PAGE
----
Dim Sum Diaries
Here is the conclusion.

Since we weren't allowed into his room, everyone sat back down to wait for some news. I stood just outside of the waiting room hoping to catch a glimpse of something. I could hear the urgent murmur of voices as they worked on him. Then there was silence. The doctors and nurses emerged from his room, talking quietly amongst themselves. They took off their surgical masks and gloves as they walked away. Perhaps because I watched one too many ER episodes, I knew the their efforts had been futile. I went back into the waiting room and sat down. Nobody else seemed to realize what had happened. They were still filled with half-hope and half-dread as they waited to hear from someone. I didn't want to be the harbinger of doom. A half an hour later, a doctor walked into the waiting room.

"I'm sorry, he didn't make it. It was congestive heart failure," he said quietly. He offered his condolences and left. The waiting room was suddenly filled with the sounds of crying and tears. I hugged my mother and my grandmother as they cried. I don’t think Id ever seen my grandmother cry like that before. Each of my cousins was hugging their respective mother. That's why you have children, I thought numbly to myself. So when you get older they can comfort you in times of crisis.

The crying eventually subsided and everyone filed into his hospital room to say their final goodbyes. Gung Gung was still intubated, but his eyes were closed and he looked like he was asleep. At rest. Everyone took turns saying talking to him and saying goodbye. Several of my aunts and cousins even kissed his cheek. My grandmother brushed back his hair, a tender gesture of affection.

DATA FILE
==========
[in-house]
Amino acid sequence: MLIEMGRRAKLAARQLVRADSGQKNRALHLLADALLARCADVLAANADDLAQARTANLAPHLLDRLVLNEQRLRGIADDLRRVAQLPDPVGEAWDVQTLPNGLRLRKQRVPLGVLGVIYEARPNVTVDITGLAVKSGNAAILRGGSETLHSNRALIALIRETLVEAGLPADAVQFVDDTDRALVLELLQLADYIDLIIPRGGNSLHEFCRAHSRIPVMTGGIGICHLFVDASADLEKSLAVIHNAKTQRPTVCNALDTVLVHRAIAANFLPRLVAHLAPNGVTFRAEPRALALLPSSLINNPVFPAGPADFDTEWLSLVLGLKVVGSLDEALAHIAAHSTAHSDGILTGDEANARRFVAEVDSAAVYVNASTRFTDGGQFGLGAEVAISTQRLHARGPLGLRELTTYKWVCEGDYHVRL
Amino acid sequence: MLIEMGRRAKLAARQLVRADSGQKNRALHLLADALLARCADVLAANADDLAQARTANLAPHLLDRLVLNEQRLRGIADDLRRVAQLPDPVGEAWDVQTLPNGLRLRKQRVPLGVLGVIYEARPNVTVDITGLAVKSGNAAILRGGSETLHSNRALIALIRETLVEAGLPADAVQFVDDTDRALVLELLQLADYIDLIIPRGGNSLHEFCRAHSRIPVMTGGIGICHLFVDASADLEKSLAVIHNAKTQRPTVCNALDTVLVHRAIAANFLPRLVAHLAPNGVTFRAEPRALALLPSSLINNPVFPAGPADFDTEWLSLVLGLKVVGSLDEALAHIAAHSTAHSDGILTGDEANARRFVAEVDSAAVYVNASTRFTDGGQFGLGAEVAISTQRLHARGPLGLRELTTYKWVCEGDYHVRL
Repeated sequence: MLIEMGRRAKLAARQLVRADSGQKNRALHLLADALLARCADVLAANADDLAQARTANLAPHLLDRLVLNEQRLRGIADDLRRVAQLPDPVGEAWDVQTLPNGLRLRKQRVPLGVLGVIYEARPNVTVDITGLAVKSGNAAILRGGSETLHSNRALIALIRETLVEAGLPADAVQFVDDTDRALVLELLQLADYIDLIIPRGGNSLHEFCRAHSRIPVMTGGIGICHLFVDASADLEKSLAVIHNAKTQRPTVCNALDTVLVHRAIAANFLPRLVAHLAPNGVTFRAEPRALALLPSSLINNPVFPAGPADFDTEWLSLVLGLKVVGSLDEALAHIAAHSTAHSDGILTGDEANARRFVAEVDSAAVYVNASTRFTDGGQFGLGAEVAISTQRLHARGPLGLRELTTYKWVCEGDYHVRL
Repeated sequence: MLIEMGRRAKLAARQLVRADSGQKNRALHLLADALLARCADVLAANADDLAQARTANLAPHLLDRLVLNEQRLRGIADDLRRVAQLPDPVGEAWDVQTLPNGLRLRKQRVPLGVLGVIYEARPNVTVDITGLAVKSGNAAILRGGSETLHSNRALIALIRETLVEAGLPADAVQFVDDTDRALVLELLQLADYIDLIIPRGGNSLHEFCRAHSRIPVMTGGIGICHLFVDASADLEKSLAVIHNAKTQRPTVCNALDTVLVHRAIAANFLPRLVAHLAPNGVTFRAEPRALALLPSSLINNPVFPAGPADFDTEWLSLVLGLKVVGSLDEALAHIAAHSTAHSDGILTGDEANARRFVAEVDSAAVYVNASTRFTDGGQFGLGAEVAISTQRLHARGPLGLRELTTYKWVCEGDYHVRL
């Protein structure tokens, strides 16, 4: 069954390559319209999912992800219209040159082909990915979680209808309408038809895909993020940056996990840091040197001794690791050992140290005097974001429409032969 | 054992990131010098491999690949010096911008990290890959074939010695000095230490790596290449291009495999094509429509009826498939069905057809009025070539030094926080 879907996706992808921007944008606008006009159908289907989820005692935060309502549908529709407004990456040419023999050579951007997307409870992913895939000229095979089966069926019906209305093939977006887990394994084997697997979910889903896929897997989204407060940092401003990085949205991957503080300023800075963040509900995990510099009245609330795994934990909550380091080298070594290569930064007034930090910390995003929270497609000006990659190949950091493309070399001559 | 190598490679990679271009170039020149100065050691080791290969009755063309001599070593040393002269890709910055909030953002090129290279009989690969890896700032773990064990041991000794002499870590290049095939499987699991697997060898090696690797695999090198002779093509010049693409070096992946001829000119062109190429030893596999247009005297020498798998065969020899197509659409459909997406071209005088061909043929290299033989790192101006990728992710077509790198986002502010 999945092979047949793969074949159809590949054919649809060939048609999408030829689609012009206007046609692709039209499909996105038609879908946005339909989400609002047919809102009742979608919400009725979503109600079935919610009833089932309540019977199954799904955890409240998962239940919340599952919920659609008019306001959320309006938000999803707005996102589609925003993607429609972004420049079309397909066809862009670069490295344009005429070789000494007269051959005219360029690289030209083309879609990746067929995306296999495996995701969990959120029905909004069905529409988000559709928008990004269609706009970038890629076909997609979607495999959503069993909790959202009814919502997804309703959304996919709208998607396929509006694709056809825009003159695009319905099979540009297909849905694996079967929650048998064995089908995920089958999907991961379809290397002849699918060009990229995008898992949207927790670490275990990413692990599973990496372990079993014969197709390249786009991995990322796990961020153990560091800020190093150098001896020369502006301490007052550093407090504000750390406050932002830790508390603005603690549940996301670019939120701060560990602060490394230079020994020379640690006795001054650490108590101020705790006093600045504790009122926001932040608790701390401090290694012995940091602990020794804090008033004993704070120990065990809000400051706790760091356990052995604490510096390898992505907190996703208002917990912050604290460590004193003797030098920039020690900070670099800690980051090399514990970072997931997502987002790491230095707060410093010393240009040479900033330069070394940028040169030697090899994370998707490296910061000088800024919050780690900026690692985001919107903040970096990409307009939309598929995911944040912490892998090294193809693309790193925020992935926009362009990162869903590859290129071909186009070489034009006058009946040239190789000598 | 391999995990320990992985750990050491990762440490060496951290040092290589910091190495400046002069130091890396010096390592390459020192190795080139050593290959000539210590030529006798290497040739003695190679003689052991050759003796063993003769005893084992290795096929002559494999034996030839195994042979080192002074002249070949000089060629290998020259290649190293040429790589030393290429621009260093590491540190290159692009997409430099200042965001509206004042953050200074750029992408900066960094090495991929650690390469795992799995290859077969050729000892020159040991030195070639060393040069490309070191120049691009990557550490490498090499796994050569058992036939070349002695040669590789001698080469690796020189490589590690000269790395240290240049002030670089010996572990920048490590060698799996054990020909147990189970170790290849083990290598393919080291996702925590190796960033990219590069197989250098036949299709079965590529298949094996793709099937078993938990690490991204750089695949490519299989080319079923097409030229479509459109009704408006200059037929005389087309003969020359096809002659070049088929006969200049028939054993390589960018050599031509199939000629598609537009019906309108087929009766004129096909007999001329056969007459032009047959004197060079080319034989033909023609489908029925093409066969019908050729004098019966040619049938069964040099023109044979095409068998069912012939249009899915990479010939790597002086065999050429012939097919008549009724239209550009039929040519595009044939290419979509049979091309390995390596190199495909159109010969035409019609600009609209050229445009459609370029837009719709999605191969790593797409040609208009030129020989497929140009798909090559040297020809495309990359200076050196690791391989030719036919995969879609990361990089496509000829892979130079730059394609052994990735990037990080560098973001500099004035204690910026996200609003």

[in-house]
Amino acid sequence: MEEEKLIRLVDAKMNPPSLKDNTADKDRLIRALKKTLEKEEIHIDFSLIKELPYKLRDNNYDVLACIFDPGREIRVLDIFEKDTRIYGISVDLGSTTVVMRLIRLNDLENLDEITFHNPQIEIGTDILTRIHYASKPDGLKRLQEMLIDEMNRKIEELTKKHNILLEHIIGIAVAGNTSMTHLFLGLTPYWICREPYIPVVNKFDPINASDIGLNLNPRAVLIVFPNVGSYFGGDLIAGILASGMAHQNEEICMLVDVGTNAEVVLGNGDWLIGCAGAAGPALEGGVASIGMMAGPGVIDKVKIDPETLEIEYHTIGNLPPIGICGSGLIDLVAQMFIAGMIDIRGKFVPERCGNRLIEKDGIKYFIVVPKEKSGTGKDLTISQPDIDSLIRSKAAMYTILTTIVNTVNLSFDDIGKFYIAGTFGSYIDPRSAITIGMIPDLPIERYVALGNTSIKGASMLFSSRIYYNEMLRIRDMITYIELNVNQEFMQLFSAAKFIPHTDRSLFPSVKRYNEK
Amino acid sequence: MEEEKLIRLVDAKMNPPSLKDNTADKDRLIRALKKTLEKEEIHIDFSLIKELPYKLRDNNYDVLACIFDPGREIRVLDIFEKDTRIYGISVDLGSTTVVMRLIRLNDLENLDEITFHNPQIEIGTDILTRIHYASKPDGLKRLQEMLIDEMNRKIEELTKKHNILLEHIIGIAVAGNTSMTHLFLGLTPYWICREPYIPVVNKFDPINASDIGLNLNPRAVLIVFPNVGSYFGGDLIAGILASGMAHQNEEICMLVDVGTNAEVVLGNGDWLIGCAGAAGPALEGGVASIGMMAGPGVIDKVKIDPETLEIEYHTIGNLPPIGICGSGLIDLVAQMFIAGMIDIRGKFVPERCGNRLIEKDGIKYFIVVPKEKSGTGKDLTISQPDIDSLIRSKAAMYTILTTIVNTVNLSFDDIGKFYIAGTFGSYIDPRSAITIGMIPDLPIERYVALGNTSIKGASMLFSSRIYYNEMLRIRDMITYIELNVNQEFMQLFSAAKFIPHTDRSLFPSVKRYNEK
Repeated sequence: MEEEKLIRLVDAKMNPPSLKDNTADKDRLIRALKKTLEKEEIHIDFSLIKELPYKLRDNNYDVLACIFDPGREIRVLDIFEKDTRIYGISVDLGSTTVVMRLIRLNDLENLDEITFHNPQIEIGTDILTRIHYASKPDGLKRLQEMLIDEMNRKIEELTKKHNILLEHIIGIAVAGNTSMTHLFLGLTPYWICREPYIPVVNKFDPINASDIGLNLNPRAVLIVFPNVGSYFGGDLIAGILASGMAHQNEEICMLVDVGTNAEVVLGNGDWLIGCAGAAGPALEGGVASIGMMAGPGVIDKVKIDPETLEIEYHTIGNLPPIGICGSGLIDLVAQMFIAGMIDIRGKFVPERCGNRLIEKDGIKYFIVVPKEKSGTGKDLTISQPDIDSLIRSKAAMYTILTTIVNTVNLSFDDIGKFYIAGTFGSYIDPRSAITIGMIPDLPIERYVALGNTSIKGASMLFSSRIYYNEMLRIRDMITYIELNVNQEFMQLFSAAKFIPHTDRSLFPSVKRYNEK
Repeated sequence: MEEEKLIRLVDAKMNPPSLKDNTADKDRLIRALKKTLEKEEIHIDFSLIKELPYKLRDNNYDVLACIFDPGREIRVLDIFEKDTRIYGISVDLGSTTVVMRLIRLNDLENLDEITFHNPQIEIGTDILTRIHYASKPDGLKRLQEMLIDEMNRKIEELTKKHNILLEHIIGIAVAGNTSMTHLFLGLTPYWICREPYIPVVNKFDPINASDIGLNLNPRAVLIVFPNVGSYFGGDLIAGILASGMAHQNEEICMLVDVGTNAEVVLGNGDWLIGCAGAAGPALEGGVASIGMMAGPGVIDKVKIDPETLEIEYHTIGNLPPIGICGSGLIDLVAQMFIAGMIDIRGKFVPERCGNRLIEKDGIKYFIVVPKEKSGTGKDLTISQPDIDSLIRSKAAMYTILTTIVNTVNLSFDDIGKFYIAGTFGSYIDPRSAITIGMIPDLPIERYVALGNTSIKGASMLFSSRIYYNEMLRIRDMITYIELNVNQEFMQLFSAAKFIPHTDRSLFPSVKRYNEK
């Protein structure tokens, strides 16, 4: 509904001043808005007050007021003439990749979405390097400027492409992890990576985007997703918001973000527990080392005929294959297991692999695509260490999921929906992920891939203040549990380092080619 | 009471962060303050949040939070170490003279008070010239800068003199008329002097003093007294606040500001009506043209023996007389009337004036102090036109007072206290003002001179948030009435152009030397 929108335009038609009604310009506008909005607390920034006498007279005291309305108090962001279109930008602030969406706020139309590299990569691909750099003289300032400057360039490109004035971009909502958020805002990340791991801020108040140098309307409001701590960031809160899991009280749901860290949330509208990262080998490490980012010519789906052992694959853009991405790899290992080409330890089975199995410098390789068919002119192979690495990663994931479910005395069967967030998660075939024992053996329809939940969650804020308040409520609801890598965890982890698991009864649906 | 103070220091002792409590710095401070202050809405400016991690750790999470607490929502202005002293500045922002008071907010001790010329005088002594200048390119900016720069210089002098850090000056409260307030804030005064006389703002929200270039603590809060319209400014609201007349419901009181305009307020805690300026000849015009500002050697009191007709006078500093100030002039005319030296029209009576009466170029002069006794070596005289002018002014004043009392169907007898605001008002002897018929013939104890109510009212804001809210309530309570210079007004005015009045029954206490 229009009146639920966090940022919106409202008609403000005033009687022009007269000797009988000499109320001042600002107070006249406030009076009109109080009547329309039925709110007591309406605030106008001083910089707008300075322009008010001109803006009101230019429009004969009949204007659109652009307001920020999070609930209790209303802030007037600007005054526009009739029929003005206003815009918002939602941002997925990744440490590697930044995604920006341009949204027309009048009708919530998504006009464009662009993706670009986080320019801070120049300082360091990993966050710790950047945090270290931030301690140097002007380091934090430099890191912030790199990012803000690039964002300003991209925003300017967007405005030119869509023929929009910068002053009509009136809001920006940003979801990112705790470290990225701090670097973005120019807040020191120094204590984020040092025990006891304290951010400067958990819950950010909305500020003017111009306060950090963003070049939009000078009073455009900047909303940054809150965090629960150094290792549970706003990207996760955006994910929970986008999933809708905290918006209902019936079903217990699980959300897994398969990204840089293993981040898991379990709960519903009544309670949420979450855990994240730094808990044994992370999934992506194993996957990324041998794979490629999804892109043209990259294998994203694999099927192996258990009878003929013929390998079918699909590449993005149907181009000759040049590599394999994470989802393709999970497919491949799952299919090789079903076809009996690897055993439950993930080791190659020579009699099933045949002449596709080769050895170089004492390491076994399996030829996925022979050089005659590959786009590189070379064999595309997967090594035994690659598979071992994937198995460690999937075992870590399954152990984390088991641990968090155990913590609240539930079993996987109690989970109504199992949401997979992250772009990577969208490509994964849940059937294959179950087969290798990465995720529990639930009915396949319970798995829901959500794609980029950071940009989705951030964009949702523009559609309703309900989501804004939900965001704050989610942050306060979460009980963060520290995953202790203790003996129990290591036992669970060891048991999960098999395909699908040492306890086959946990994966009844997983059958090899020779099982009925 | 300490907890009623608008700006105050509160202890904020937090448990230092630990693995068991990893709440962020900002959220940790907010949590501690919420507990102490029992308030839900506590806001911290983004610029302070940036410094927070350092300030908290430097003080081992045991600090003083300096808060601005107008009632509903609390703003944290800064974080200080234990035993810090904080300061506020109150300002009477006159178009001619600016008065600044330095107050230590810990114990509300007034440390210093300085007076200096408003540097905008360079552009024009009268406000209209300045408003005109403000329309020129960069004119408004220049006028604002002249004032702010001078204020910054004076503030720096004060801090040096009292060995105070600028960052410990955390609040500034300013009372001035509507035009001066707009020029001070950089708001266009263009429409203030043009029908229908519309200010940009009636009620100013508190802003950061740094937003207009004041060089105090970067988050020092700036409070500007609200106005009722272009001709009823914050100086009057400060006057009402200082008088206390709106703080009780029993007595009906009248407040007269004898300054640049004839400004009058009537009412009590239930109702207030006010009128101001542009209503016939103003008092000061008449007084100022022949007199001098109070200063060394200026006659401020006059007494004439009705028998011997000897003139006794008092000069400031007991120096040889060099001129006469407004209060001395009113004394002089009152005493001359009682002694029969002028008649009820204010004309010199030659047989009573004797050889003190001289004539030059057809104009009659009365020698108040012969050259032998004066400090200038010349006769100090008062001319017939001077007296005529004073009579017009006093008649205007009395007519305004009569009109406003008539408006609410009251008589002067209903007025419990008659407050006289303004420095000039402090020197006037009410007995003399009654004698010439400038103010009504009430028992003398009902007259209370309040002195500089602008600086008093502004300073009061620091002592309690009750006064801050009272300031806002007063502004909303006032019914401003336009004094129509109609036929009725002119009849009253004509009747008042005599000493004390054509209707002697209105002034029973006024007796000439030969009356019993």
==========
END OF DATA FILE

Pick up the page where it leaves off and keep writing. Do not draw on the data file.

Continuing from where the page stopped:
When I went to his bedside I had no idea of what to say. I told him goodbye and that I loved him. Then I kissed his forehead. However, the shock of his cold skin against my lips had me jumping back involuntarily. It really freaked me out. I walked out of there because I couldn't take being in the room anymore. Eventually, a nurse approached me and asked if we had made funeral arrangements. They needed the bed space, I guess. I said I would ask, and took charge of calling the funeral home since it gave me something useful to do. My mom looked exhausted. After we stayed there awhile longer, I drove her home. I later found out that some of my family stayed with Gung Gung for hours after we left.

We held his funeral the Saturday after he passed away. It was a closed-casket ceremony because my grandmother didn't want him embalmed. She believed that in order for him to be happy in the afterlife, he needed to be kept intact. It was also decided that the funeral would be a simple ceremony with classical music playing. There would be no mention of God nor would there be any Buddhist monks chanting in the background. Everybody was invited to stand at the podium and make a speech. My dad spoke on our behalf. He had practiced his speech all morning, and when he read it, his voice cracked with emotion. When Gung Gung was finally laid, we burned incense, paper money and figures symbolizing all he would need to live richly and comfortably in the afterlife.


I felt like I had aged after all this happened. And though I was sad he was gone, it made me realize that the family you have with you now should never be taken for granted. Even though two years have passed, my emotions regarding this event still run strongly. I'm glad I had a chance to write about it, as it gave me a way to express my feelings and remember Gung Gung.